**Abstr
act**

Robotics@Google’s mission is to make robots useful i n the real world through machine learning. We are excited about a new mode l for robotics\, designed for generalization across diverse environments a nd instructions. This model is focused on scalable data-driven learning\, which is task-agnostic\, leverages simulation\, learns from past experienc e\, and can be quickly adapted to work in the real-world through limited i nteractions. In this talk\, we’ll share some of our recent work in this di rection in both manipulation and locomotion applications.

\n< strong>Biography

\nCarolina Parad a is a Senior Engineering Manager at Google Robotics. She leads the robot-mobility group\, which focuses on improving robot motion planning\, navigation\, and locomotion\, using reinforcement learning. Prior to that \, she led the camera perception team for self-driving cars at Nvidia for 2 years. She was also a lead with Speech @ Google for 7 years\, where she drove multiple research and engineering efforts that enabled Ok Google\, t he Google Assistant\, and Voice-Search. Carolina< /span> grew up in Venezuela and moved to the US to pursue a B.S. and M.S. degree in Electrical Engineering at University of Washington and her Phd a t Johns Hopkins University at the Center for Language and Speech Processin g (CLSP).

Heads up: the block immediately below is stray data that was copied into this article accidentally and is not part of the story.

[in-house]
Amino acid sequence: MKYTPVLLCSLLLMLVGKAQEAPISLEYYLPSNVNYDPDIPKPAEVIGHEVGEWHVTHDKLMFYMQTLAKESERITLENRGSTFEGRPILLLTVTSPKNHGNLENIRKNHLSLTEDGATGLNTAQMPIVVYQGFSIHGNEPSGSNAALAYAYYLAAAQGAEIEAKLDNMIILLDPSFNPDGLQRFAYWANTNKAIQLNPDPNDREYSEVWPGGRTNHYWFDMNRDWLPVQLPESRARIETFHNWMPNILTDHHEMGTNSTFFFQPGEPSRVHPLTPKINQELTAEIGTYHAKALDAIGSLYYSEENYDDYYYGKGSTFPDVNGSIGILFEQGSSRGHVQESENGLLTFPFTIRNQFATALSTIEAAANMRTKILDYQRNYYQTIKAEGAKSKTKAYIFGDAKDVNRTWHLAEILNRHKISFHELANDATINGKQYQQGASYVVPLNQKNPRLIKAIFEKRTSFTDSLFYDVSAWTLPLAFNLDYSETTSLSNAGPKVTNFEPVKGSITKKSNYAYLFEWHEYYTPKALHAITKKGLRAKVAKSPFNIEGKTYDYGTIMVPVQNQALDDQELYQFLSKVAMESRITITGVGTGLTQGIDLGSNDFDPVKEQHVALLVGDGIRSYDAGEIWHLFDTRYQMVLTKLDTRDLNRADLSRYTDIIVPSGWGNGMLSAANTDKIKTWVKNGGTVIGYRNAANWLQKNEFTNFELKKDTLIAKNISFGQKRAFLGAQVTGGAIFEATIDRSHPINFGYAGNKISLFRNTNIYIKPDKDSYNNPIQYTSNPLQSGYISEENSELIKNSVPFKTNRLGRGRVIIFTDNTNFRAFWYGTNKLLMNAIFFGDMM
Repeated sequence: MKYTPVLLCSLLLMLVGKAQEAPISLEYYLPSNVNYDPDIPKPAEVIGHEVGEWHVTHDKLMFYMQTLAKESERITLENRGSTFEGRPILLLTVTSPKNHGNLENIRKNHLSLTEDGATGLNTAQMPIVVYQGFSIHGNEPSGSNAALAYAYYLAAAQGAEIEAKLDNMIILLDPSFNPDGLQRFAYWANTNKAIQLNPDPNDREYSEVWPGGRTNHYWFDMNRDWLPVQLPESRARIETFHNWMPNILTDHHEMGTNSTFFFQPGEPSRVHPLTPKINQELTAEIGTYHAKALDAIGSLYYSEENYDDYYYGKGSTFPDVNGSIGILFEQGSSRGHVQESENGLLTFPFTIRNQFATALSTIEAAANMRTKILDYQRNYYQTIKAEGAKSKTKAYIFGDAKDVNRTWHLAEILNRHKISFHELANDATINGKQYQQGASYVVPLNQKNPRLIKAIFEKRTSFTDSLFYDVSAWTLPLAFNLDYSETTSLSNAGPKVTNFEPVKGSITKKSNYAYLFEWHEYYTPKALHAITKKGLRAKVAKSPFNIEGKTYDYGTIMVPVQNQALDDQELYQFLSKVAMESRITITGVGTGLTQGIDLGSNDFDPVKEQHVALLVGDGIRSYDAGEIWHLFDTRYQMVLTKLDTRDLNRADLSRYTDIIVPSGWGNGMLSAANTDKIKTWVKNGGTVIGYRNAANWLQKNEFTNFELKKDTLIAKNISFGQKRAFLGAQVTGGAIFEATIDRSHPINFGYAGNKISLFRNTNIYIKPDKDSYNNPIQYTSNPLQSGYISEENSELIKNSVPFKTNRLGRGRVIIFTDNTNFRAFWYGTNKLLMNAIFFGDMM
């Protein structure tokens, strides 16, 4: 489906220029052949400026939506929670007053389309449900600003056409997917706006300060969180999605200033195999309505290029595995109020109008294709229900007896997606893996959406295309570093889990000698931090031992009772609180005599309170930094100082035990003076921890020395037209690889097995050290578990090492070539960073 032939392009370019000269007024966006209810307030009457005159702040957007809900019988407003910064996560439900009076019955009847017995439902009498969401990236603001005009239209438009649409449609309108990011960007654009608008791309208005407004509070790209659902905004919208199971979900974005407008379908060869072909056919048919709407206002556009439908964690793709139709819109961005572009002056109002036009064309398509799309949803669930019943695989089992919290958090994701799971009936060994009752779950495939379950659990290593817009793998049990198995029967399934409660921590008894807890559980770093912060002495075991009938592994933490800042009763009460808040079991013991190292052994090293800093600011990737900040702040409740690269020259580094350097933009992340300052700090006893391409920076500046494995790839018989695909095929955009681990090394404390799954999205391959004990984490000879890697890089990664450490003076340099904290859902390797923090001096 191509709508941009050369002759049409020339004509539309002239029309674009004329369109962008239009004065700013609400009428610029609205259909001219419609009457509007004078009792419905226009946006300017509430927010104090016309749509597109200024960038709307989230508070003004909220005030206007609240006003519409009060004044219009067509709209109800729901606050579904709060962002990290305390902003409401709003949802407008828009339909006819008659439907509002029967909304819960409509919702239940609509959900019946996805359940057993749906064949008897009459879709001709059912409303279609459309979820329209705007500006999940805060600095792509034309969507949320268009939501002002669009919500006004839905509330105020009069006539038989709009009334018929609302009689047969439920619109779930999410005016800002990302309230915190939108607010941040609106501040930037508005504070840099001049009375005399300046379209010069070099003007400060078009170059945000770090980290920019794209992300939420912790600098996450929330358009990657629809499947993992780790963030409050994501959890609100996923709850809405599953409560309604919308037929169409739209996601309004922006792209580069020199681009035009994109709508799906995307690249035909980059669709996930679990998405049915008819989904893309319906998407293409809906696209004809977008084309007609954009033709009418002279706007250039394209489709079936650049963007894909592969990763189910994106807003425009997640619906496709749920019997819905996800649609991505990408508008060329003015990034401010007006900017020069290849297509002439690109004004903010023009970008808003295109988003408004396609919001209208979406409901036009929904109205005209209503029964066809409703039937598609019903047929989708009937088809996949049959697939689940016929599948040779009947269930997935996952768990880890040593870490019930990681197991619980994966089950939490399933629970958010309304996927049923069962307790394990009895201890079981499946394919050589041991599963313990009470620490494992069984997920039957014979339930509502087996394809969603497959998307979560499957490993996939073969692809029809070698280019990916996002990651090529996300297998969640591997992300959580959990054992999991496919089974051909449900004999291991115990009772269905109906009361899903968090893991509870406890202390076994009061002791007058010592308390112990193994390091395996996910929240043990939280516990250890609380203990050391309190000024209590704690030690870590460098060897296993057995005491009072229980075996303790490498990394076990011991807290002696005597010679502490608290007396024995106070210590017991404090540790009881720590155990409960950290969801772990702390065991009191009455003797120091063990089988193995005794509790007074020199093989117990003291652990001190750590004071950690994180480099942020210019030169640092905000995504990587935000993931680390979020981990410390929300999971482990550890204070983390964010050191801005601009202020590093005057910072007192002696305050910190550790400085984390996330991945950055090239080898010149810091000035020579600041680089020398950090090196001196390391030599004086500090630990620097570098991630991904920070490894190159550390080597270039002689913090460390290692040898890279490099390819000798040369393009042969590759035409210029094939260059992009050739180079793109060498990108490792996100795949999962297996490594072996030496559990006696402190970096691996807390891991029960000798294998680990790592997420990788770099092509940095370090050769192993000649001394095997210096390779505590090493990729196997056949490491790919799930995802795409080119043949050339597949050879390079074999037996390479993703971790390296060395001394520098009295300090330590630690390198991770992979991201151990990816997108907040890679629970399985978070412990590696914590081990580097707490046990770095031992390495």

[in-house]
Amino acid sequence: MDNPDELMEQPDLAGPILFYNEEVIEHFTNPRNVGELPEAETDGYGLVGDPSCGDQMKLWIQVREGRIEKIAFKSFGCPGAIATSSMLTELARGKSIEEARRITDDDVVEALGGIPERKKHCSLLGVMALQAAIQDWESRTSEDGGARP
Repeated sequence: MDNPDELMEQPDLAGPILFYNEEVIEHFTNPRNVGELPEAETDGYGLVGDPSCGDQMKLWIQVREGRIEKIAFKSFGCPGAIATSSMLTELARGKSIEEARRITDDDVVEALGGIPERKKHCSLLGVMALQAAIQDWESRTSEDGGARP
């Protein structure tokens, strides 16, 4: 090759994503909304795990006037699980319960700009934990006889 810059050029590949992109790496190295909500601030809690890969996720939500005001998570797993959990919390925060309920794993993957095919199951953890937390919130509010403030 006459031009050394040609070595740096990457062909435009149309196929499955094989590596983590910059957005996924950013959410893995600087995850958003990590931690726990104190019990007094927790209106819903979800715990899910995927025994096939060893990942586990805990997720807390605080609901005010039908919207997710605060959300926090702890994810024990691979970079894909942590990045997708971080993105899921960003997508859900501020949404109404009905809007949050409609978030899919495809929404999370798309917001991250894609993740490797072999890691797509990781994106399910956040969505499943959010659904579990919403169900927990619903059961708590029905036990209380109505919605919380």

\n X-TAGS;LANGUAGE=en-US:2021\,April\,Parada END:VEVENT BEGIN:VEVENT UID:ai1ec-22395@www.clsp.jhu.edu DTSTAMP:20230326T000034Z CATEGORIES;LANGUAGE=en-US:Seminars CONTACT: DESCRIPTION:Abstract\nRecursive calls over recursive data are widely useful for generating probability distributions\, and probabilistic programming allows computations over these distributions to be expressed in a modular and intuitive way. Exact inference is also useful\, but unfortunately\, ex isting probabilistic programming languages do not perform exact inference on recursive calls over recursive data\, forcing programmers to code many applications manually. We introduce a probabilistic language in which a wi de variety of recursion can be expressed naturally\, and inference carried out exactly. For instance\, probabilistic pushdown automata and their gen eralizations are easy to express\, and polynomial-time parsing algorithms for them are derived automatically. We eliminate recursive data types usin g program transformations related to defunctionalization and refunctionali zation. These transformations are assured correct by a linear type system\ , and a successful choice of transformations\, if there is one\, is guaran teed to be found by a greedy algorithm. I will also describe the implement ation of this language in two phases: first\, compilation to a factor grap h grammar\, and second\, computing the sum-product of the factor graph gra mmar.\n\nBiography\nDavid Chiang (PhD\, University of Pennsylvania\, 2004) is an associate professor in the Department of Computer Science and Engin eering at the University of Notre Dame. His research is on computational m odels for learning human languages\, particularly how to translate from on e language to another. His work on applying formal grammars and machine le arning to translation has been recognized with two best paper awards (at A CL 2005 and NAACL HLT 2009). He has received research grants from DARPA\, NSF\, Google\, and Amazon\, has served on the executive board of NAACL and the editorial board of Computational Linguistics and JAIR\, and is curren tly on the editorial board of Transactions of the ACL. DTSTART;TZID=America/New_York:20221017T120000 DTEND;TZID=America/New_York:20221017T131500 LOCATION:Hackerman Hall B17 @ 3400 N. Charles Street\, Baltimore\, MD 21218 SEQUENCE:0 SUMMARY:David Chiang (University of Notre Dame) “Exact Recursive Probabilis tic Programming with Colin McDonald\, Darcey Riley\, Kenneth Sible (Notre Dame) and Chung-chieh Shan (Indiana)” URL:https://www.clsp.jhu.edu/events/david-chiang-university-of-notre-dame/ X-COST-TYPE:free X-ALT-DESC;FMTTYPE=text/html:\\n\\n\\n**Abstr